30 Aug

Turning Tables vs. Desserts: Which is More Profitable?

Is it more beneficial to serve more diners, or encourage those you do have to stay and enjoy some high-profit-margin desserts? Here are some factors to consider when determining which is more profitable. Consider the extraneous costs associated with each transaction. According to Expansion Advance, the average food cost for a restaurant should ideally range from about 29 percent to 32 percent; you’ll typically realize the greatest potential profit margin by pricing menu items between $15 and $25. That said, every order presents costs, including the fees you absorb to accept credit card payments and issue gift cards, the amount of money servers, bar staff and hostesses stand to make from every table based on the diner’s tab (and how that correlates into staff performance, retention, and diner experience) and what you pay for ingredients, food storage, cooking, along with the expense of wasted ingredients that spoil if unused. If you frequently find that you have an overage of fresh ingredients on hand (and cannot eliminate that issue with improved inventory and forecasting practices) serving more customers will likely be more profitable than pushing desserts.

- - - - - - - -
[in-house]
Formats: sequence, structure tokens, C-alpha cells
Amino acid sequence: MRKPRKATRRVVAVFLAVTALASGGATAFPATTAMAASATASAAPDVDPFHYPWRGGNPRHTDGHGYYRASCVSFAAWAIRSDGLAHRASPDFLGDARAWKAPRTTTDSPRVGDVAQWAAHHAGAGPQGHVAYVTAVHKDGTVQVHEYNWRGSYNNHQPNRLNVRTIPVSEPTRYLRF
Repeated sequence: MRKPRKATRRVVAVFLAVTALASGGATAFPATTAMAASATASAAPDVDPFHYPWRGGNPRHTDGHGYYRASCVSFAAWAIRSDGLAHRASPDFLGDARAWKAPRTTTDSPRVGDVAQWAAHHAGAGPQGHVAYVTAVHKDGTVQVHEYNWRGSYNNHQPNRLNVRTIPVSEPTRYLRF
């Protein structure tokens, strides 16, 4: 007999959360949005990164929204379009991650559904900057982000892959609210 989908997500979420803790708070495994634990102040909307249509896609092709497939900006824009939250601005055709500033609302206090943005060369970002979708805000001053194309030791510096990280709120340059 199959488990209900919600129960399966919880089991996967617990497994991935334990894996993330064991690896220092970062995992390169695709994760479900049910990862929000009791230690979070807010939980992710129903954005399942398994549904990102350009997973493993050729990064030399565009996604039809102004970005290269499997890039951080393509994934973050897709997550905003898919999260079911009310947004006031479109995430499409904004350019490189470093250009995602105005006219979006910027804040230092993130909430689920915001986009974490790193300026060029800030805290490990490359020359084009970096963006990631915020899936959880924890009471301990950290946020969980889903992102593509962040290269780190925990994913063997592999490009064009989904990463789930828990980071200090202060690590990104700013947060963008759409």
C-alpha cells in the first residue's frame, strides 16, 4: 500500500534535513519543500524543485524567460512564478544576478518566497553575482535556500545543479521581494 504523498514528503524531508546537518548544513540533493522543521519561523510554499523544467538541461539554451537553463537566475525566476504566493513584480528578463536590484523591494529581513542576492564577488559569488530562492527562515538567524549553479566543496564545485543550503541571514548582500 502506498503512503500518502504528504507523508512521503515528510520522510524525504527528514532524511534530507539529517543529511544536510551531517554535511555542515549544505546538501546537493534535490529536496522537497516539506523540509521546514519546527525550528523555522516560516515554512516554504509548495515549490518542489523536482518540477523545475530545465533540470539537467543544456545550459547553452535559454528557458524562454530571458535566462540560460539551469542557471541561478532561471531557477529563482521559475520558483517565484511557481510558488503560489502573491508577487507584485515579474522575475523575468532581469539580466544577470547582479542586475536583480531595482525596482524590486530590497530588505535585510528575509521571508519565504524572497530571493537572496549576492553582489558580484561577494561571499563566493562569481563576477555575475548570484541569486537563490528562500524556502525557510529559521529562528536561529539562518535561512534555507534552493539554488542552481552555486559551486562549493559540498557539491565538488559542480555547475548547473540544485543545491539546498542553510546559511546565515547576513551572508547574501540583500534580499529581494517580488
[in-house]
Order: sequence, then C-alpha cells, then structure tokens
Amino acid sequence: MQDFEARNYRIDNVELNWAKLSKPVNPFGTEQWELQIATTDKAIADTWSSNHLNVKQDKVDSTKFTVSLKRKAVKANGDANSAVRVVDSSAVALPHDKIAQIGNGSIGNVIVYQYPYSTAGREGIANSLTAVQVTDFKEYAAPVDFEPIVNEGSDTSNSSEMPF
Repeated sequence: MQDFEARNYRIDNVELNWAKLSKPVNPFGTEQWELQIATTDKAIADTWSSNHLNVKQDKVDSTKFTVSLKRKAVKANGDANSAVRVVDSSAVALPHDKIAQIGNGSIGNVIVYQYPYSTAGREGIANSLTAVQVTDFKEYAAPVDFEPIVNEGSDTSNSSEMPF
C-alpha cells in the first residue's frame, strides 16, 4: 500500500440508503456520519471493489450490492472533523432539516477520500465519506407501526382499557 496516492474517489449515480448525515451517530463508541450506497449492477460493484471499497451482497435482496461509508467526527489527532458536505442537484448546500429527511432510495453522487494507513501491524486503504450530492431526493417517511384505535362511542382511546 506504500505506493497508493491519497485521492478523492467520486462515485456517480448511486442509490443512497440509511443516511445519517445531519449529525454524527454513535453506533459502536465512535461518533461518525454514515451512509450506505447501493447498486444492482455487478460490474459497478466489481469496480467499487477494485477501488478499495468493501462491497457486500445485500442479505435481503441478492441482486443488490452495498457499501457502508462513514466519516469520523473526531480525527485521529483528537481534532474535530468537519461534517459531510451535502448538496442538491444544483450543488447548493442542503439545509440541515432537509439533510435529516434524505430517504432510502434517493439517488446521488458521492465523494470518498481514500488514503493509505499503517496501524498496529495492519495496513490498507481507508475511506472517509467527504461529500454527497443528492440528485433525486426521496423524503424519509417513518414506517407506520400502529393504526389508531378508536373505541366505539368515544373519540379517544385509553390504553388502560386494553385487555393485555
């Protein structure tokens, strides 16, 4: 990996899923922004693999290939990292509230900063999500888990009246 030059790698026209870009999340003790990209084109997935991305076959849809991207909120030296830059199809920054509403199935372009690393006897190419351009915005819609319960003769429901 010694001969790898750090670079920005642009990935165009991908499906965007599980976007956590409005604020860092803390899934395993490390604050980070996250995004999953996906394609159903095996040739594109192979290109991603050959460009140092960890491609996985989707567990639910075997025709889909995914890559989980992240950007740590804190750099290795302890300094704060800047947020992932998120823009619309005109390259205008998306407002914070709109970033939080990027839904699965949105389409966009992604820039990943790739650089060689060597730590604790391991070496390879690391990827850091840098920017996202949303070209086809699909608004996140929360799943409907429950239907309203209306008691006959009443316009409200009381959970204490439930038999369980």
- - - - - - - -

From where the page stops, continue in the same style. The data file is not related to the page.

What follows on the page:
Analyze your demand compared to increased dessert profit potential. First impressions are important; you may not get a second chance to woo a potential customer who is turned off by a long wait time. Evaluate your current demand, compared to lost opportunity when determining whether to prioritize desserts or table turnover time. Analyze the amount of reservations you have on a given night, compared to the average length of time tables wait, and how long they take to complete their meal, with dessert and without. (For example, The Daily Mail reports that diners now spend an average of 1 hour and 55 minutes in a restaurant, compared to just over an hour a decade ago, simply due to engagement with smartphones and mobile devices.)


Instruct your front-of-house staff, including hosts and valets, to capture the lost sales from potential diners who inquire about wait times and then leave if they determine it’s too long. If you’re already losing business because of long wait times, focus on how you can improve your operations to seat the customers who want to dine with you.


Understand how dessert can contribute to overall experience. Whether you should put more effort into “selling” desserts or churning tables also rests on the type of restaurant you have, and the brand experience you want customers to have in it. For example, restaurants that tend to draw a celebratory crowd will likely benefit from encouraging diners to stay for dessert — both for profit and for the potential to establish a lasting memory that will make the customer want to return, and tell others about you.

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